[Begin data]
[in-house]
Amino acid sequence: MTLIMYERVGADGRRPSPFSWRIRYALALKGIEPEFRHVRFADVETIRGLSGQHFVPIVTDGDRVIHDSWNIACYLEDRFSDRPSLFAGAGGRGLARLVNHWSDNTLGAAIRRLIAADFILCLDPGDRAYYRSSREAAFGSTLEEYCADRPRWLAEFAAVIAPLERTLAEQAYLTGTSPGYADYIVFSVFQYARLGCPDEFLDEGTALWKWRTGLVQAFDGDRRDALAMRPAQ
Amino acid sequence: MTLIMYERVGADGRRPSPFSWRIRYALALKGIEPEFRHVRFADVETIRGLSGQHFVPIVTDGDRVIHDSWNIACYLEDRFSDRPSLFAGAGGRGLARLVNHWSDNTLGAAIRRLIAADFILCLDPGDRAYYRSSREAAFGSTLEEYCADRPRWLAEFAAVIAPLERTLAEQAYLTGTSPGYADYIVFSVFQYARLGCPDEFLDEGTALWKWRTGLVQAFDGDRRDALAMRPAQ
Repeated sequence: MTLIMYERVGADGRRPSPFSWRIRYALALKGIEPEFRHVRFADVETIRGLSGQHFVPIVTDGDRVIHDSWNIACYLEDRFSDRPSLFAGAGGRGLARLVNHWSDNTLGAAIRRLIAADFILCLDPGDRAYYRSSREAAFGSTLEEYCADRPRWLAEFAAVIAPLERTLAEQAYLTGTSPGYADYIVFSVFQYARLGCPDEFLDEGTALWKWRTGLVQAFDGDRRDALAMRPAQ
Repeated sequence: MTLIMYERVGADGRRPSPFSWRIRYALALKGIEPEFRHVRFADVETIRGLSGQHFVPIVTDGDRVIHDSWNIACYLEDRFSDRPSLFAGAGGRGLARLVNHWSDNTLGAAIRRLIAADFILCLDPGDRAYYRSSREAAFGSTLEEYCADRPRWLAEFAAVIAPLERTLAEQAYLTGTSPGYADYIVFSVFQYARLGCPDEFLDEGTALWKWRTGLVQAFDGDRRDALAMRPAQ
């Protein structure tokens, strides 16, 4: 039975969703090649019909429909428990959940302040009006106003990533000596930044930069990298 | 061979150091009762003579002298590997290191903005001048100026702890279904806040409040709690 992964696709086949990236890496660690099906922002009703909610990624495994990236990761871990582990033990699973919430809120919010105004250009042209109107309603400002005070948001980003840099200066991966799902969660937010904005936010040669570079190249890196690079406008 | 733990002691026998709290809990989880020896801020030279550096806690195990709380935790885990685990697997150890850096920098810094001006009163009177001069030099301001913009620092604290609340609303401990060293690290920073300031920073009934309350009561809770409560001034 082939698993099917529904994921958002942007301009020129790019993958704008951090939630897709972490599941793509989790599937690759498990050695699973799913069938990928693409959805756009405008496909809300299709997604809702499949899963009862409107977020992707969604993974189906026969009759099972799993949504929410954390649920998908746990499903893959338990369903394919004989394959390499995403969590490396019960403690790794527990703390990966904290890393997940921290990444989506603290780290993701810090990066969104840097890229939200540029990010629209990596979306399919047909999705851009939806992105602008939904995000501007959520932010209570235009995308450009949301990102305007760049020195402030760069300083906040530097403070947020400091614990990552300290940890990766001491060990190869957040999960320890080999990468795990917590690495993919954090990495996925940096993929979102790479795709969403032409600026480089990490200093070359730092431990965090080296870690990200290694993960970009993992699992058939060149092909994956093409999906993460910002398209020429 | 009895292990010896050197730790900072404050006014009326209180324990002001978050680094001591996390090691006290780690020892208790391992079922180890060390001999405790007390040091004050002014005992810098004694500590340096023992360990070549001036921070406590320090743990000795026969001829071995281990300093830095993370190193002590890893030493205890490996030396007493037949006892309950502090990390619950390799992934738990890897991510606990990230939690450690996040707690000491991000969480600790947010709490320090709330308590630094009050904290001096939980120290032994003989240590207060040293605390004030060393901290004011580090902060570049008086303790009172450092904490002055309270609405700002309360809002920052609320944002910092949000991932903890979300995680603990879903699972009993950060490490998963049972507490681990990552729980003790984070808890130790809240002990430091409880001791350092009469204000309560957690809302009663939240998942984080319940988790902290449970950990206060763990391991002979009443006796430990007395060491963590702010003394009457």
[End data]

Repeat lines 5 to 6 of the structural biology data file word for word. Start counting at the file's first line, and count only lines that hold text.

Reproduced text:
Repeated sequence: MTLIMYERVGADGRRPSPFSWRIRYALALKGIEPEFRHVRFADVETIRGLSGQHFVPIVTDGDRVIHDSWNIACYLEDRFSDRPSLFAGAGGRGLARLVNHWSDNTLGAAIRRLIAADFILCLDPGDRAYYRSSREAAFGSTLEEYCADRPRWLAEFAAVIAPLERTLAEQAYLTGTSPGYADYIVFSVFQYARLGCPDEFLDEGTALWKWRTGLVQAFDGDRRDALAMRPAQ
């Protein structure tokens, strides 16, 4: 039975969703090649019909429909428990959940302040009006106003990533000596930044930069990298 | 061979150091009762003579002298590997290191903005001048100026702890279904806040409040709690 992964696709086949990236890496660690099906922002009703909610990624495994990236990761871990582990033990699973919430809120919010105004250009042209109107309603400002005070948001980003840099200066991966799902969660937010904005936010040669570079190249890196690079406008 | 733990002691026998709290809990989880020896801020030279550096806690195990709380935790885990685990697997150890850096920098810094001006009163009177001069030099301001913009620092604290609340609303401990060293690290920073300031920073009934309350009561809770409560001034 082939698993099917529904994921958002942007301009020129790019993958704008951090939630897709972490599941793509989790599937690759498990050695699973799913069938990928693409959805756009405008496909809300299709997604809702499949899963009862409107977020992707969604993974189906026969009759099972799993949504929410954390649920998908746990499903893959338990369903394919004989394959390499995403969590490396019960403690790794527990703390990966904290890393997940921290990444989506603290780290993701810090990066969104840097890229939200540029990010629209990596979306399919047909999705851009939806992105602008939904995000501007959520932010209570235009995308450009949301990102305007760049020195402030760069300083906040530097403070947020400091614990990552300290940890990766001491060990190869957040999960320890080999990468795990917590690495993919954090990495996925940096993929979102790479795709969403032409600026480089990490200093070359730092431990965090080296870690990200290694993960970009993992699992058939060149092909994956093409999906993460910002398209020429 | 009895292990010896050197730790900072404050006014009326209180324990002001978050680094001591996390090691006290780690020892208790391992079922180890060390001999405790007390040091004050002014005992810098004694500590340096023992360990070549001036921070406590320090743990000795026969001829071995281990300093830095993370190193002590890893030493205890490996030396007493037949006892309950502090990390619950390799992934738990890897991510606990990230939690450690996040707690000491991000969480600790947010709490320090709330308590630094009050904290001096939980120290032994003989240590207060040293605390004030060393901290004011580090902060570049008086303790009172450092904490002055309270609405700002309360809002920052609320944002910092949000991932903890979300995680603990879903699972009993950060490490998963049972507490681990990552729980003790984070808890130790809240002990430091409880001791350092009469204000309560957690809302009663939240998942984080319940988790902290449970950990206060763990391991002979009443006796430990007395060491963590702010003394009457």